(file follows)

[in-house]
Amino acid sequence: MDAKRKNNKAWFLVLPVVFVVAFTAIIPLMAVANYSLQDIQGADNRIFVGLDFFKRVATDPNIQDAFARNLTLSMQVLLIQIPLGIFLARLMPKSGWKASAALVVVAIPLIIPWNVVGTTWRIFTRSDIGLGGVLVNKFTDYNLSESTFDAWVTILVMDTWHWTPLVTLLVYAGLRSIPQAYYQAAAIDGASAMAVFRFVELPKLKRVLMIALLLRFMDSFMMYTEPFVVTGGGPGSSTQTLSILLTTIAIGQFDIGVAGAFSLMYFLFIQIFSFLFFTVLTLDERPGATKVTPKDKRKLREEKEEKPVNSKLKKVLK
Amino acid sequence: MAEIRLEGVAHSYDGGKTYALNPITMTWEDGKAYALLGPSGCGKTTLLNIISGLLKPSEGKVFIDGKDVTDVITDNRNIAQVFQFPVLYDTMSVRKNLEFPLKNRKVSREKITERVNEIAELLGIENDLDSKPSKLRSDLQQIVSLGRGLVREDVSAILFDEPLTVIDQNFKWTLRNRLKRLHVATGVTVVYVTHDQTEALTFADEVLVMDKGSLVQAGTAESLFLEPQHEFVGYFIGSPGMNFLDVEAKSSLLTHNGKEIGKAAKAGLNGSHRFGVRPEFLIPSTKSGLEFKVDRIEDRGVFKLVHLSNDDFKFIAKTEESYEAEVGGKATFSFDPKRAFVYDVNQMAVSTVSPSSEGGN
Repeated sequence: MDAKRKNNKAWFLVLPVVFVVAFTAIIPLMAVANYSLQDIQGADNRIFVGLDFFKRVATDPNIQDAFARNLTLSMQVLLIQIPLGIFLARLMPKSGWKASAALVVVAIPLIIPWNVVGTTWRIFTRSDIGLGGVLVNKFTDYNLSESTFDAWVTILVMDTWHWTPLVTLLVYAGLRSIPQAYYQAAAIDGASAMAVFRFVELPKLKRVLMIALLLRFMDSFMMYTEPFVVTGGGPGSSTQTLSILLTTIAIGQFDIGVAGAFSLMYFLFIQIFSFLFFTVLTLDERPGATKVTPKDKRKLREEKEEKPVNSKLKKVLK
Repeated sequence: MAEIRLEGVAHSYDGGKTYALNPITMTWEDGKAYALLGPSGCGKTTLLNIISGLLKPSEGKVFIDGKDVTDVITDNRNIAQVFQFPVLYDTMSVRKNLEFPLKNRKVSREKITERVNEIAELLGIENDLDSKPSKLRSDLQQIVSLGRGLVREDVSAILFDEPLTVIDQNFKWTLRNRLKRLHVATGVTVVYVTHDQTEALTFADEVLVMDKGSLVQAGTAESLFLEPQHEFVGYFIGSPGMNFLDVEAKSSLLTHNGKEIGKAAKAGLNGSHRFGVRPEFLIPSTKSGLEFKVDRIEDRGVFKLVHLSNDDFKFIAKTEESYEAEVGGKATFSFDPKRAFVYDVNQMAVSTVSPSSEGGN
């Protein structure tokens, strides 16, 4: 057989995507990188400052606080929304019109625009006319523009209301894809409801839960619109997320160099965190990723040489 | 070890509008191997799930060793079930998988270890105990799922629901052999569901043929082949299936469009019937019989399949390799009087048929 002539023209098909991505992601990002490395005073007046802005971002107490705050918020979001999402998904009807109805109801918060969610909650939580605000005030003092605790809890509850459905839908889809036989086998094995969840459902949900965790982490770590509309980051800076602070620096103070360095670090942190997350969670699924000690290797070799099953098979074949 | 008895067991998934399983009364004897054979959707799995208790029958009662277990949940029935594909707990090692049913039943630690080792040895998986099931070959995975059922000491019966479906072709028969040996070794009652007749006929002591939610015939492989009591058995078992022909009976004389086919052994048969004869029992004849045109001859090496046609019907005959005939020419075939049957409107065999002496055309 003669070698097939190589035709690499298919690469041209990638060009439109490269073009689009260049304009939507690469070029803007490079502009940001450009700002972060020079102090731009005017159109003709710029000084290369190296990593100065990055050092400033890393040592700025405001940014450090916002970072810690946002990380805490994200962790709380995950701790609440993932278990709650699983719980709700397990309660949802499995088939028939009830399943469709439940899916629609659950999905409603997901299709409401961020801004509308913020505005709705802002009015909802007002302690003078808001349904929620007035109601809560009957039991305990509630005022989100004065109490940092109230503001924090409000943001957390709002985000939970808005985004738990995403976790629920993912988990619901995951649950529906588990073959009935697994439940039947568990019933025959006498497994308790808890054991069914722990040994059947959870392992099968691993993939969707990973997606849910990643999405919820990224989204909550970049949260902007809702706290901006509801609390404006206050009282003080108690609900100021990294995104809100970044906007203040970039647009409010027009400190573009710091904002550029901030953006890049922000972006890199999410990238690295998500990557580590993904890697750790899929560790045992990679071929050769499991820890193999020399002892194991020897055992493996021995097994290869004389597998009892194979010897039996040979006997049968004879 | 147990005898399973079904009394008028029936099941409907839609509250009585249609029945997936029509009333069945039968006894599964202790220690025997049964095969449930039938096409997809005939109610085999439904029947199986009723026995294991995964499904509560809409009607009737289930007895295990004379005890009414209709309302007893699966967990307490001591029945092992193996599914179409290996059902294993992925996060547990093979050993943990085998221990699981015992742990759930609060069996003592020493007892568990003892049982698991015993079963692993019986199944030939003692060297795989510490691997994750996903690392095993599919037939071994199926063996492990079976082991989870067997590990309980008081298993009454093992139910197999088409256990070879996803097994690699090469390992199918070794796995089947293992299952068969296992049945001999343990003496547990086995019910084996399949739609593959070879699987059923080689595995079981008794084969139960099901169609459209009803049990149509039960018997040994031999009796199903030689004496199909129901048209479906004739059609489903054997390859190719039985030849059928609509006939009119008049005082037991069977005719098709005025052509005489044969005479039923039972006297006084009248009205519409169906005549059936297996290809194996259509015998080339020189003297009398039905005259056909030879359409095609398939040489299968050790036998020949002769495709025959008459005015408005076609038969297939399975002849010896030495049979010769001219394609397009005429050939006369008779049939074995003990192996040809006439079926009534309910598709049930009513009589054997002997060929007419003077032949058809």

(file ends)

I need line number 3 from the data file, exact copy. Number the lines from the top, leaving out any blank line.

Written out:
Amino acid sequence: MAEIRLEGVAHSYDGGKTYALNPITMTWEDGKAYALLGPSGCGKTTLLNIISGLLKPSEGKVFIDGKDVTDVITDNRNIAQVFQFPVLYDTMSVRKNLEFPLKNRKVSREKITERVNEIAELLGIENDLDSKPSKLRSDLQQIVSLGRGLVREDVSAILFDEPLTVIDQNFKWTLRNRLKRLHVATGVTVVYVTHDQTEALTFADEVLVMDKGSLVQAGTAESLFLEPQHEFVGYFIGSPGMNFLDVEAKSSLLTHNGKEIGKAAKAGLNGSHRFGVRPEFLIPSTKSGLEFKVDRIEDRGVFKLVHLSNDDFKFIAKTEESYEAEVGGKATFSFDPKRAFVYDVNQMAVSTVSPSSEGGN